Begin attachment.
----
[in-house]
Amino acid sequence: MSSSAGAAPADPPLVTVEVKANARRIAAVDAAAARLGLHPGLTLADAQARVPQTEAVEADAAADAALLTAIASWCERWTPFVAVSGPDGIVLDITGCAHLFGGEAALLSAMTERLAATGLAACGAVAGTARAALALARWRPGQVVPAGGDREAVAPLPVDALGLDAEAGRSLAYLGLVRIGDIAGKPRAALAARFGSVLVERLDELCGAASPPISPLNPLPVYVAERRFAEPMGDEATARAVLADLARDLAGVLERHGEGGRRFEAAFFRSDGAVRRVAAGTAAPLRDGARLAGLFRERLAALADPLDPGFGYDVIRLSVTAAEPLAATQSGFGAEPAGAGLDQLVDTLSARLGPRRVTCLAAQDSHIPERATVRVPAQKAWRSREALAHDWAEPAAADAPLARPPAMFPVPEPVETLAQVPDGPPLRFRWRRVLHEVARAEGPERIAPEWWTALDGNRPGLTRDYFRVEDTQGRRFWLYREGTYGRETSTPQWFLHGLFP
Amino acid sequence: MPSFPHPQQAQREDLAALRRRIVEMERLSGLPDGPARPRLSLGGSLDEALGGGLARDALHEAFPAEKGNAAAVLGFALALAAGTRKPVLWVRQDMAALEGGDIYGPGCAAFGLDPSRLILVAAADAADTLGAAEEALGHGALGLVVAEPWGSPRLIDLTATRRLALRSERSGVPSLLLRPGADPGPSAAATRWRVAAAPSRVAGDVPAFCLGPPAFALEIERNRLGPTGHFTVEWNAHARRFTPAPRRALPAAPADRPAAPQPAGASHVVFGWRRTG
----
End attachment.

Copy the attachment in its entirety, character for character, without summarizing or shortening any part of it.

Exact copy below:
[in-house]
Amino acid sequence: MSSSAGAAPADPPLVTVEVKANARRIAAVDAAAARLGLHPGLTLADAQARVPQTEAVEADAAADAALLTAIASWCERWTPFVAVSGPDGIVLDITGCAHLFGGEAALLSAMTERLAATGLAACGAVAGTARAALALARWRPGQVVPAGGDREAVAPLPVDALGLDAEAGRSLAYLGLVRIGDIAGKPRAALAARFGSVLVERLDELCGAASPPISPLNPLPVYVAERRFAEPMGDEATARAVLADLARDLAGVLERHGEGGRRFEAAFFRSDGAVRRVAAGTAAPLRDGARLAGLFRERLAALADPLDPGFGYDVIRLSVTAAEPLAATQSGFGAEPAGAGLDQLVDTLSARLGPRRVTCLAAQDSHIPERATVRVPAQKAWRSREALAHDWAEPAAADAPLARPPAMFPVPEPVETLAQVPDGPPLRFRWRRVLHEVARAEGPERIAPEWWTALDGNRPGLTRDYFRVEDTQGRRFWLYREGTYGRETSTPQWFLHGLFP
Amino acid sequence: MPSFPHPQQAQREDLAALRRRIVEMERLSGLPDGPARPRLSLGGSLDEALGGGLARDALHEAFPAEKGNAAAVLGFALALAAGTRKPVLWVRQDMAALEGGDIYGPGCAAFGLDPSRLILVAAADAADTLGAAEEALGHGALGLVVAEPWGSPRLIDLTATRRLALRSERSGVPSLLLRPGADPGPSAAATRWRVAAAPSRVAGDVPAFCLGPPAFALEIERNRLGPTGHFTVEWNAHARRFTPAPRRALPAAPADRPAAPQPAGASHVVFGWRRTG